Gift #3 – he trusted the team, he trusted us. There was deep respect and trust between the three of us – Cliff came from a stance of trust. Which made it easier for us to trust him to lead us. We had honest conversations and brainstormed without fear. We tried and failed at a few things, that first year, but we got better and and smarter.

Gift #4 – he believed in me. When Cliff and I sat and chatted after I expressed an interest in the fundraising job, he asked lots of questions. But he also listened to the answers I gave. And then he gave me the gift of a fundraising job and asked me to do the best I could. And I did – as the gift processor, working the direct mail (our first letter was addressed “Dear Friend” as we rushed to get something out just 2 months after we started up the fundraising office – and that never happened again). And I learned about the power of hyper-personalizing letters of gratitude for gifts, adding post-its to letters so Cliff could write specific, meaningful notes beside his signature.

Gift#5 – more responsibility after I proved myself. As I learned the database and got used to gift entry, the thank you letters became more and more tailored (and donors clearly appreciated that). I also learned how to perform pretty good donor research (in the era when the Internet was just a baby). Rebecca and I worked on the successful first direct mail campaign and then we were let loose to plan on our own the Employee Campaign (for which we won a national price from the Association of Healthcare Philanthropy!). Cliff knew we wanted to do more and keep doing great – and he encouraged me to try more and do more.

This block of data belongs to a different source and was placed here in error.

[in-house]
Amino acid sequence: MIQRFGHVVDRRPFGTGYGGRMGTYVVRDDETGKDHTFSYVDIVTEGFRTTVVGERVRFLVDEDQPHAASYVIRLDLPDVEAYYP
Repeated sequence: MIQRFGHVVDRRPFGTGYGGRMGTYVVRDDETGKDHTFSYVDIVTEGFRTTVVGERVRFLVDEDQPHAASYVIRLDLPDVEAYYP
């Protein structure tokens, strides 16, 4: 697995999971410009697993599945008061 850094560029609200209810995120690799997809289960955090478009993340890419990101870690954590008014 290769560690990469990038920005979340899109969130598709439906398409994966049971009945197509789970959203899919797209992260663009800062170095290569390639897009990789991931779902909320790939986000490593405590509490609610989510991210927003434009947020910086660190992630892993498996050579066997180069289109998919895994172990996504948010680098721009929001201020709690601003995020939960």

Gift #6 – solid professional development funds. As we got settled – ordering computers, setting up the database and systems to get going on our first mail campaign – Cliff suggested we look for a conference to attend. The next month we found the Association for Healthcare Philanthropy annual conference and were flying off to Washington, D.C. He also encouraged us to build a library of resources (that’s how you had to do it back in the day!) and to connect with colleagues from around the Seattle area. He was willing to invest in us for knowledge to use then, and for our futures. (And it was at that conference that I discovered that fundraising was truly my calling.)